On Monday 18 May Fr Andrew received Archbishop Mark’s blessing to buy the building if possible, meaning we could start obtaining pledges to donate.

On Thursday 21 May we heard from the surveyor that it would cost £3,000-£5,000 to knock down the internal walls and make good the floor and ceiling, so we could use this building as a church. This was lower than Fr Andrew had estimated.

On Wednesday 27 May we heard that our offer of £42,500 had been accepted. However, since conversion and furnishing costs will come to £12,500, this meant that we would need £55,000 in all.

On Friday 29 May we submitted the planning application for change of use from offices to a place of worship. This, we were told then, would take at least 6-8 weeks but should result in a positive answer.

On Wednesday 3 June we launched an internet appeal for £55,000 in order to set up our own church in Norwich.

By Wednesday 29 July, eight weeks after the appeal launch, total gifts and pledges had reached £55,000.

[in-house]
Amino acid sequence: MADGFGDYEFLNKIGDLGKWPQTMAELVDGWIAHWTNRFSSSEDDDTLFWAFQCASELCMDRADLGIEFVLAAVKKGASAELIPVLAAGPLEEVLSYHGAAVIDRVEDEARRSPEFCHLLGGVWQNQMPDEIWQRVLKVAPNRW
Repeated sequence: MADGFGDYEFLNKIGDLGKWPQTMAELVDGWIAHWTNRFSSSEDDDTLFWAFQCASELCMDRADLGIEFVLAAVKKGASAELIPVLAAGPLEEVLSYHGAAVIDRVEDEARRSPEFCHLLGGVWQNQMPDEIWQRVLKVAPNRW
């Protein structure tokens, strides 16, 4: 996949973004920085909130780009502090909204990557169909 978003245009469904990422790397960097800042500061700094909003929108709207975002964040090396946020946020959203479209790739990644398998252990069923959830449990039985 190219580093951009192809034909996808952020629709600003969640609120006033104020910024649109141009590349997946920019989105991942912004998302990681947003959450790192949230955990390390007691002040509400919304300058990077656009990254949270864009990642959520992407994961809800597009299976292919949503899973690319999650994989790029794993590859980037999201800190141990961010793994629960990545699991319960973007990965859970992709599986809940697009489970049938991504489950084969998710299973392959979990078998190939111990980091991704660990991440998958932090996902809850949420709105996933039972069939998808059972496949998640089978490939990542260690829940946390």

On Tuesday 29 September 2015, after over three and a half months!, we finally received planning permission to convert the building into an Orthodox church.

On Friday 15 April 2016 we were at last able to complete the purchase of our premises and prepare to engage a builder to start work on the premises.

On Wednesday 20 April we received the keys and saw builders to obtain quotes to do the necessary work of knocking down internal walls and then making good the electrics, plumbing, floor and ceiling.

On Friday 22 April, the electricity and water were reconnected and supply contracts prepared.

On Tuesday 3 May, we chose the building contractor we wish to use.

On Monday 9 May, electrical and plumbing work began and the structural engineer called in.

On Wednesday 25 May, almost exactly one year after our offer had been accepted!, demolition of internal walls began and Fr Andrew saw a locksmith to replace the broken lock on the main door and a signwriter to replace the signs on the outside, so that all will know that this is an Orthodox Church, and new lighting was bought for installation. Following this the electrical system and plumbing were adapted to our needs.

On Monday 30 May and after, we learned that the building work would cost over £6,000 more than expected because of unforeseen structural problems, electrical problems and the need for professional painting. Although we did not have the money in the Norwich fund for this, we put our faith in Providence and decided to go ahead anyway.